Owning and operating a small business is a time-consuming labour of love.
The hours are long, the risks are high, the margins are generally low and continued survival relies almost entirely on the efforts of the proprietor.
For some people, eventually, the stress outweighs the passion.
Such is the case for Ali Al Haijaa, owner of the popular Mohamed Ali Middle Eastern Cuisine in downtown St. John’s.
“I have two businesses. Even in my sleep I’m still thinking,” he says.
“Who’s working? Who’s not working? What do I have to do the next morning? This was giving me stress.”
So, a little less than a year after opening a second location at 302 Water St., following on the overwhelming success of the original location at 177 Duckworth St., Haijaa has put both restaurants up for sale and is planning to relocate outside the province.
“I’m still working, but I feel tired. I feel cold,” says Haijaa, a Palestinian refugee who was assigned to St. John’s after arriving in Canada 12 years ago after spending four years in a refugee camp between Iraq and Jordan. “I’m 36 years old, but I feel like I’m 80.
“I need to have that time now to enjoy life with my son,” he says of 7-year-old Hussain, who was born here and sports an authentic Newfoundland accent. “My son is my business now.”
As for the current business, Haijaa wants his loyal and regular customers to know that until such time that the businesses sell, they will continue to operate.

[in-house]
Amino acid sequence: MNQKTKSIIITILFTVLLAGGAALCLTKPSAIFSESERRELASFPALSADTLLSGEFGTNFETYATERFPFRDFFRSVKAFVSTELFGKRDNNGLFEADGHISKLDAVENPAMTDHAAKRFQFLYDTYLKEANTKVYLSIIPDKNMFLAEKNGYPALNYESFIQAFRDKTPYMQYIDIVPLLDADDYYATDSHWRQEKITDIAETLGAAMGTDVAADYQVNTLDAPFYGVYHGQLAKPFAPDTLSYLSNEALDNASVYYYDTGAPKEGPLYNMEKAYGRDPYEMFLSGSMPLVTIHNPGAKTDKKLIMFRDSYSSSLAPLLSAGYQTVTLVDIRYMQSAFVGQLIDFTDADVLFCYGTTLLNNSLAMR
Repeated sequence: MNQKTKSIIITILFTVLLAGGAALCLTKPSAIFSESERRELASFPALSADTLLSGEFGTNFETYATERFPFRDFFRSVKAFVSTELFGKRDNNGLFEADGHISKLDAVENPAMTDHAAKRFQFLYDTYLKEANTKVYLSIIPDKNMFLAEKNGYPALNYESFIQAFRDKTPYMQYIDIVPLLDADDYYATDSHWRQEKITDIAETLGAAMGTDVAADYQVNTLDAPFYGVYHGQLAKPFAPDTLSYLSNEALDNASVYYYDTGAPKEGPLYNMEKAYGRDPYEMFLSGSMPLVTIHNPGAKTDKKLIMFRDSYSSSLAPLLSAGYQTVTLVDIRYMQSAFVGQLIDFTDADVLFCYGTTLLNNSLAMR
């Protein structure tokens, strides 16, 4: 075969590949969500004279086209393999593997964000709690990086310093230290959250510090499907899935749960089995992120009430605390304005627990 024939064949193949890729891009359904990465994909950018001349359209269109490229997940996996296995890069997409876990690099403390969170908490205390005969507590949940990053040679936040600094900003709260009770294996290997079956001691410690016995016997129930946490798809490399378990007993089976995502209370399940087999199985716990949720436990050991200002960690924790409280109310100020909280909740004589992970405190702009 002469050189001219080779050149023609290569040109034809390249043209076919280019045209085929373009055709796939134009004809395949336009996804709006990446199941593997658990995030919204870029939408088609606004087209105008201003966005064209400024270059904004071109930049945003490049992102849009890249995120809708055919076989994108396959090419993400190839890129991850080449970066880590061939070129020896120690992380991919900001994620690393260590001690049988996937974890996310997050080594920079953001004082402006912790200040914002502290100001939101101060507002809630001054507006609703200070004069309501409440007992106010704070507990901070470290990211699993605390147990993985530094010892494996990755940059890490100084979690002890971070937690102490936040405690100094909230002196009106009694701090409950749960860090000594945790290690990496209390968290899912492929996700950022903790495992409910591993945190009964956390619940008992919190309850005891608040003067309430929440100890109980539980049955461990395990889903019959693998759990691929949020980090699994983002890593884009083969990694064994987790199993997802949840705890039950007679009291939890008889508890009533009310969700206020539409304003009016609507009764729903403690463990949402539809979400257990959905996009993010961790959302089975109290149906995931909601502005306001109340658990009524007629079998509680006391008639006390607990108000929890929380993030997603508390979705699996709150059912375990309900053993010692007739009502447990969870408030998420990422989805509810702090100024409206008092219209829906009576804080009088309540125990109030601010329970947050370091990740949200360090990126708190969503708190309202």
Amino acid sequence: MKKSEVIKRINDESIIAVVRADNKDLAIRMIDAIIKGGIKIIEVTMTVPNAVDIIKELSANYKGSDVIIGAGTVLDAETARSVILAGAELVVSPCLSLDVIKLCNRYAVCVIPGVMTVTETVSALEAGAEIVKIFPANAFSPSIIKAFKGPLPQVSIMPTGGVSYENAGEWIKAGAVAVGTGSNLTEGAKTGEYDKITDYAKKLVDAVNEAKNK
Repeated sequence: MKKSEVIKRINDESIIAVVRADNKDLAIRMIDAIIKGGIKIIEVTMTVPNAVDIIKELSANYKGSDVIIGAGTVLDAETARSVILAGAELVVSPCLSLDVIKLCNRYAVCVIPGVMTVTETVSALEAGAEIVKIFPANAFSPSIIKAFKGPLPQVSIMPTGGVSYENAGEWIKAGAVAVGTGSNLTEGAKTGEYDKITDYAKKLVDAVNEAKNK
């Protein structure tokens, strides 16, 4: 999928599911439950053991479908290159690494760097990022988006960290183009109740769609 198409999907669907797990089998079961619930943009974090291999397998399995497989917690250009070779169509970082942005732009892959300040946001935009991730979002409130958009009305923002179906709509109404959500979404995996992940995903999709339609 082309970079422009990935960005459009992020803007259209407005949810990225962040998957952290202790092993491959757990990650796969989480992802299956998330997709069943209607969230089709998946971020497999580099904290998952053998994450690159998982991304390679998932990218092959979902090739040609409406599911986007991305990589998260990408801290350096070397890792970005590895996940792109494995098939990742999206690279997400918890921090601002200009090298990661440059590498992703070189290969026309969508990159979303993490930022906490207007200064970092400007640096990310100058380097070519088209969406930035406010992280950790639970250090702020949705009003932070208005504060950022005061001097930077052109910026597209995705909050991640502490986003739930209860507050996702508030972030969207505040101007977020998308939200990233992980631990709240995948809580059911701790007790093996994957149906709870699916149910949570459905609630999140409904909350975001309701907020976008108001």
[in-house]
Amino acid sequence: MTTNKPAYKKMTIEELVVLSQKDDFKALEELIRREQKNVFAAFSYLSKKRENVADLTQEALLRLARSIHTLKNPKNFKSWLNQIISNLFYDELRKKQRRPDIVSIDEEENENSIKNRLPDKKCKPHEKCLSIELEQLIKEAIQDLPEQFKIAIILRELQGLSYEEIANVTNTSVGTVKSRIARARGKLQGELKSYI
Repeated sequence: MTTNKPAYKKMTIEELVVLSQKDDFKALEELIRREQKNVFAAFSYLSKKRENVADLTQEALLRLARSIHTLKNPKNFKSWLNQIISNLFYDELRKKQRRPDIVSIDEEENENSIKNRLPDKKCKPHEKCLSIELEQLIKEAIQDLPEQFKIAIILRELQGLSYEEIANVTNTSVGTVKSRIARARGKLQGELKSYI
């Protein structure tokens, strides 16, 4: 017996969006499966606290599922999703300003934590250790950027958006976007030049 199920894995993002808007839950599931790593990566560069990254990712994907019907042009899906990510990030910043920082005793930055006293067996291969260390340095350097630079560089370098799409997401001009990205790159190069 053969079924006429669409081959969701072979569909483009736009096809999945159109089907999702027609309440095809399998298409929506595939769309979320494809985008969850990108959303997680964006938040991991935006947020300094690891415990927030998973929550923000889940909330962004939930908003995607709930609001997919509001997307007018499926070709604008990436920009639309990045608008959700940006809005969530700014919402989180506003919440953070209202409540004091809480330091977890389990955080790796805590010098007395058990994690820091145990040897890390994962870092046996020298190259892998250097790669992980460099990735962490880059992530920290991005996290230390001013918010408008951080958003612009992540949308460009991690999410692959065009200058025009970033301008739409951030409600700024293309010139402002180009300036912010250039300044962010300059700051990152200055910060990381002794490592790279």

The asking price for each location is $100,000, and while he’d prefer to sell them as a package deal, he’ll consider moving them individually.
The new owner doesn’t necessarily have to be of Middle Eastern descent, Haijaa just wants someone who wants to keep the brand alive, or at the very least, continue serving the same food that has endeared the operation to customers.
“I don’t like to leave the city without Mohamed Ali’s falafel, you know what I mean? That’s a big name now, everybody knows it,” he says.
“I need somebody who first of all understands what’s going on. They have to be smart and flexible, because winter is different than summer and they have to deal with that. That means they have to make a special list, how to get people always coming back, and deal with people. If somebody’s sad you have to make them happy. This is the kind of person I am looking for.”
What he doesn’t want is someone to invest only to shutter the operation a few months in. To reduce the chances of that happening, Haijaa is prepared to work with the new owners to create a seamless transition.
“I’m going to advise them, I will teach them how I did it, what kind of spice I used, what kind of flavour, what I know about people. Everything.”
Haijaa isn’t sure where he and his family will end up once the sale goes through — but it will be somewhere warmer — nor is he sure what line of work he’ll pursue, but he’s sure it won’t be in the restaurant industry, something he’s been part of since an early age when he worked in his father’s coffee shop in Baghdad.
What he is sure of is that Newfoundland will always hold a special place in his heart thanks to the welcome he felt since arriving, the support he received along the way and how people helped make Mohamed Ali a success.
Even if the weather leaves something to be desired.
“I’ll never forget Newfoundland,” he says. “This will always be my home.”